What Is a Substitute?

A substitute, or substitute good, in economics and consumer theory is a product or service a consumer sees as the same or similar to another product. Put simply, a substitute is a good that can be used in place of another.

In formal economic language, X and Y are substitutes if demand for X increases when the price of Y increases, or if there is a positive cross elasticity of demand.

Substitutes play an important part in the marketplace and are considered a benefit for consumers. They provide more choices for consumers, who are better able to satisfy their needs.

Understanding Substitutes

When consumers make buying decisions, substitutes provide them with alternatives. Generally, there are at least two products that can be used for the same purpose. For a product to be a substitute for another, it must share a particular relationship with that good. Those relationships can be close, like one brand of coffee with another, or somewhat further apart, such as coffee and tea.

Giving consumers more choice helps generate competition in the market. While that may be good for people, it may have the opposite effect on companies. Alternative products may cut into companies' profitability, as consumers may end up choosing one more over another.

When you examine the relationship of the demand schedules of these products, demand for its substitute increases as the price of a good goes up. If, for example, the price of coffee increases, the demand for tea may also increase as consumers switch rom coffee to tea to maintain their budgets. Conversely, when a good's price decreases, the demand for its substitute may also decrease.

[Important: Substitutes are one of Porter's 5 Forces—the others being competition, new entrants into the industry, the power of suppliers, and the power of customers.]

Examples of Substitute Goods

Substitute good are all around us. As mentioned above, they are generally used for the same purpose and are able to satisfy the needs of consumers.

Here are a few examples of substitute goods:

  • Currency: a dollar for a dollar
  • Butter and margarine
  • Tea and coffee
  • Apples and oranges
  • Riding a bike versus driving a car
  • E-books and regular books

There is one thing to keep in mind when it comes to substitutes: the degree to which a good is a substitute for another can differ.

Key Takeaways

  • A substitute is a product or service that can be easily replaced with another.
  • In economics, products are substitutes if demand for one product increases when the price of the other increase.
  • Substitutes provide choices and alternatives for consumers, while creating competition in the marketplace.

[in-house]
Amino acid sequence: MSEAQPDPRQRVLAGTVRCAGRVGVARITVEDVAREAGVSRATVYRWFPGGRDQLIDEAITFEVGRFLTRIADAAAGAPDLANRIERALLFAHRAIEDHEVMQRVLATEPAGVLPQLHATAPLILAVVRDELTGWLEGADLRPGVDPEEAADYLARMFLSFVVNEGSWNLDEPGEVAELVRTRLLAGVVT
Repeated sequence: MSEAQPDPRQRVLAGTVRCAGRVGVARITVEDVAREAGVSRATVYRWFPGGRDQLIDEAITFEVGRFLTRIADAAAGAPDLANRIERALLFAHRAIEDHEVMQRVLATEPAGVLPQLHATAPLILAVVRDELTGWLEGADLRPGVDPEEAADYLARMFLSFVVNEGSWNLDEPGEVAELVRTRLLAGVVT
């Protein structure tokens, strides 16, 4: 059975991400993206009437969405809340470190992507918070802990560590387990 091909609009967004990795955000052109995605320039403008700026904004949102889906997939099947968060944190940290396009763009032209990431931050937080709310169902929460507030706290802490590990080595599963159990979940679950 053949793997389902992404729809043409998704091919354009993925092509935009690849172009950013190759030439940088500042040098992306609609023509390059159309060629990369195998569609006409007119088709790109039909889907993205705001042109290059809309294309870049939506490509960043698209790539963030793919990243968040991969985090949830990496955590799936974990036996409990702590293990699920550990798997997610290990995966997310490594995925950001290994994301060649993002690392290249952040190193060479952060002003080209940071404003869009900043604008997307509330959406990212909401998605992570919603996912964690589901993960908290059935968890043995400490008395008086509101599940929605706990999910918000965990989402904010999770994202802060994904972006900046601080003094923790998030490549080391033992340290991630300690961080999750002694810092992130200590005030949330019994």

Perfect vs. Less Perfect Substitutes

Classifying a product or service as a substitute is not always straightforward. There are different degrees to which products or services can be defined as substitutes. A substitute can be perfect or imperfect depending on whether the substitute completely or partially satisfies the consumer.

A perfect substitute can be used in exactly the same way as the good or service it replaces. This is where the utility of the product or service is pretty much identical. For example, a one-dollar bill is a perfect substitute for another dollar bill. And butter from two different producers are also considered perfect substitutes—the producer may be different, but their purpose and usage is the same.

A bike and a car are far from perfect substitutes, but they are similar enough for people to use them to get from point A to point B. There is also some measurable relationship in the demand schedule.

Although an imperfect substitute may be replaceable, it may have a degree of difference that can be easily perceived by consumers. So some consumers may choose to stick with one product over the other. Consider Coke versus Pepsi. A consumer may choose Coke over Pepsi—perhaps because of taste—even if the price of Coke goes up. If a consumer perceives a difference between soda brands, he may see Pepsi as an imperfect substitute for Coke—even if economists consider them perfect substitutes.

Less perfect substitutes are sometimes classified as gross substitutes or net substitutes by factoring in utility. A gross substitute is one in which demand for X increases when the price of Y increases. Net substitutes are those in which demand for X increases when the price of Y increases and the utility derived from the substitute remains constant.

Perfect Competition and Monopolistic Competition

In cases of perfect competition, perfect substitutes are sometimes conceived as nearly indistinguishable goods being sold by different firms. For example, gasoline from a vendor on one corner may be indistinguishable from gasoline sold by a vendor on the opposite corner. An increase in the price at one station will have a perfectly correlated effect on the increase in demand at the other station.

Monopolistic competition presents an interesting case of complications with the concept of perfect substitutes. In monopolistic competition, companies are not price-takers, meaning demand is not highly sensitive to price. A common example is the difference between store brand and branded medicine at your local pharmacy. The products themselves are nearly indistinguishable, but they are not perfect substitutes due to the utility consumers may get—or believe they get—from purchasing a brand name over a generic drug.